‘Extreme caution needed in EU-Mercosur trade conclusion talks’
With the EU moving towards the conclusion of a trade agreement with Mercosur (the union of South American countries), extreme caution regarding any concession on beef – which could significantly damage the EU beef market – has been urged by Vice-President of the European Parliament, Mairead McGuinness.
McGuinness, who was speaking at an event today (Wednesday, June 21) in the European Parliament on the challenges of the Mercosur trade negotiations for agriculture, said that it is clear there is strong momentum for an agreement, with the commission indicating a deal is possible by the end of the year.
“More progress has been made on reaching an agreement in the last month, than in the last 15 years,” she said.
“In a worst case scenario, the price that EU agriculture might pay is estimated at €7 billion, with particular concerns for the beef sector.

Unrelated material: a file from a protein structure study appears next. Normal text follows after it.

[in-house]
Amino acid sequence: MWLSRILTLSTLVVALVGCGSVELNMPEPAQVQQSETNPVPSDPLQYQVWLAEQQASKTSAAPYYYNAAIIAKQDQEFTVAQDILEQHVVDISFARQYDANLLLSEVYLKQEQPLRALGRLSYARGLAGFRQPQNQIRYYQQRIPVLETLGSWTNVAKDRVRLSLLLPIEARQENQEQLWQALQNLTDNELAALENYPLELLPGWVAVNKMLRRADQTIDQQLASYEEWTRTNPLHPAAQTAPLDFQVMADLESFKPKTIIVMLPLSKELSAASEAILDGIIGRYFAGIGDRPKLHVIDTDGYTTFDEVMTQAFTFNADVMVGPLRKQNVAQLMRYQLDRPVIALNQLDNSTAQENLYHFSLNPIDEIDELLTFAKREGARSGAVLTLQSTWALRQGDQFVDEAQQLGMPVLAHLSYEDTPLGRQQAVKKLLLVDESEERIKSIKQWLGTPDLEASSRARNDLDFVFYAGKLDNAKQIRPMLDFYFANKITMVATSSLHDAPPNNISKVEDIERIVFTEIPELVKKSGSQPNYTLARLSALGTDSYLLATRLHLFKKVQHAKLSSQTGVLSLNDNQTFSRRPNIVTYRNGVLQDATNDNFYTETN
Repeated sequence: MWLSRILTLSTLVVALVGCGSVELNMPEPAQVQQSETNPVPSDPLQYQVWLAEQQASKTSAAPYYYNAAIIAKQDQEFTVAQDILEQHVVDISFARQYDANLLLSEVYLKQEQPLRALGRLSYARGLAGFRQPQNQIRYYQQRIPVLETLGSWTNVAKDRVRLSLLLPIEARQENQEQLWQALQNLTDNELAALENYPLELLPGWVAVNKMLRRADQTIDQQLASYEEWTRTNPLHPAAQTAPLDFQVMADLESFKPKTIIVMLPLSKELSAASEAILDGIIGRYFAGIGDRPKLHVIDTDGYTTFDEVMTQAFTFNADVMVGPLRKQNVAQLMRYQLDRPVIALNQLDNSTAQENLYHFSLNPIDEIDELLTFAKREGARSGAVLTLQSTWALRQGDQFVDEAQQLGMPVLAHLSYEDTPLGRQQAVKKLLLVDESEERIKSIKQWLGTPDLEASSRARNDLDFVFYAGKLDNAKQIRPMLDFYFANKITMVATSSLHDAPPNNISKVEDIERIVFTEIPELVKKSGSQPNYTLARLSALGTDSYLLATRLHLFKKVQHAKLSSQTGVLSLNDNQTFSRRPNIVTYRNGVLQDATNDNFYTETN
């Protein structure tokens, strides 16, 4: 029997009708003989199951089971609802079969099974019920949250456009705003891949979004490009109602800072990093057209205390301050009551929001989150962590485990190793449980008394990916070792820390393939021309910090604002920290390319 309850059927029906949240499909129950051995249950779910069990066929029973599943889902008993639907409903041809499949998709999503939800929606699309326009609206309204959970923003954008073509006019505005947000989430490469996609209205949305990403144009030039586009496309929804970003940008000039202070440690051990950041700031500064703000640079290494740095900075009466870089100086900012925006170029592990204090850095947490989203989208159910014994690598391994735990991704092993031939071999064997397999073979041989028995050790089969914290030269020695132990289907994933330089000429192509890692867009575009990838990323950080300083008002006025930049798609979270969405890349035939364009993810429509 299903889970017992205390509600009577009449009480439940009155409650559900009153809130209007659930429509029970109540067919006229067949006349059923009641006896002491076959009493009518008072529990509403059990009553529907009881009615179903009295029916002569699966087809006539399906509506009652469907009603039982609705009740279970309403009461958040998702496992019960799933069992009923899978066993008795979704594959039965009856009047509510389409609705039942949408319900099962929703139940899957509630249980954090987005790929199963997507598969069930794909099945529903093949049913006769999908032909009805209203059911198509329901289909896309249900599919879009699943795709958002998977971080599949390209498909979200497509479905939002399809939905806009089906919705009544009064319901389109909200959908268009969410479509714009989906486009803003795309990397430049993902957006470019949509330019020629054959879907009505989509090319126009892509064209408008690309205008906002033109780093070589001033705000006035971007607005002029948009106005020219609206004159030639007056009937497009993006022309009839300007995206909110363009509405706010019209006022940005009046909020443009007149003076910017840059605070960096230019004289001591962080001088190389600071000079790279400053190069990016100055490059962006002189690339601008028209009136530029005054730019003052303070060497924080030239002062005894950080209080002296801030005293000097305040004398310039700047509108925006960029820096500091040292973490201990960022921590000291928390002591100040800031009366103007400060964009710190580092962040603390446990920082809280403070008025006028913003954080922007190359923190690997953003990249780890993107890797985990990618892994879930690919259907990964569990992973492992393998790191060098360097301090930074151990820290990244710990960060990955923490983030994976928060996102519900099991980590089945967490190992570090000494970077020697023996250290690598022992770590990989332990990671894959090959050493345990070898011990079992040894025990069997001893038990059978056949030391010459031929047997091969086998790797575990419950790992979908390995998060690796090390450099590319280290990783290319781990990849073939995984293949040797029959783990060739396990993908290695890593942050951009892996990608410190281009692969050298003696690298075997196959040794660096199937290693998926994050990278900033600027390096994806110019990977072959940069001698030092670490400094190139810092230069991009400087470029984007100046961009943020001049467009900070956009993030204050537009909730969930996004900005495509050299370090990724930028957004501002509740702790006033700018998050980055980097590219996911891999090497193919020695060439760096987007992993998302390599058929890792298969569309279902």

It’s important that, in the speed towards an agreement, sight is not lost of the negative consequences for the agri-sector.
“The commission stressed that this potential cost for agriculture will not happen, as account will be taken of the sensitivity of the beef sector in particular, with TRQs [Tariff Rate Quotas] and tariffs still likely to apply. However, it is worrying that we do not have any details of the likely offer on beef,” she added.
McGuinness stated that she has stressed to the commission the importance of making sure that EU standards will not be affected by a Mercosur deal and that she will hold the commission to account when they announce that EU food safety rules will not be compromised.
The commission is stressing that there are opportunities for EU agriculture exports to Mercosur, and that growth opportunities for agriculture will come from outside the EU and not from within.
The MEP called on the commission to defend EU food safety interests and quality standards, and to make certain that the sensitivities of the beef sector are addressed in the trade talks.
Concluding, McGuinness warned: “Beef is an extremely sensitive product for the EU and anything which damages the market and reduces prices to beef farmers will be hugely detrimental, not just to producers but also to the regions where beef production is an important sector, namely Ireland and France.”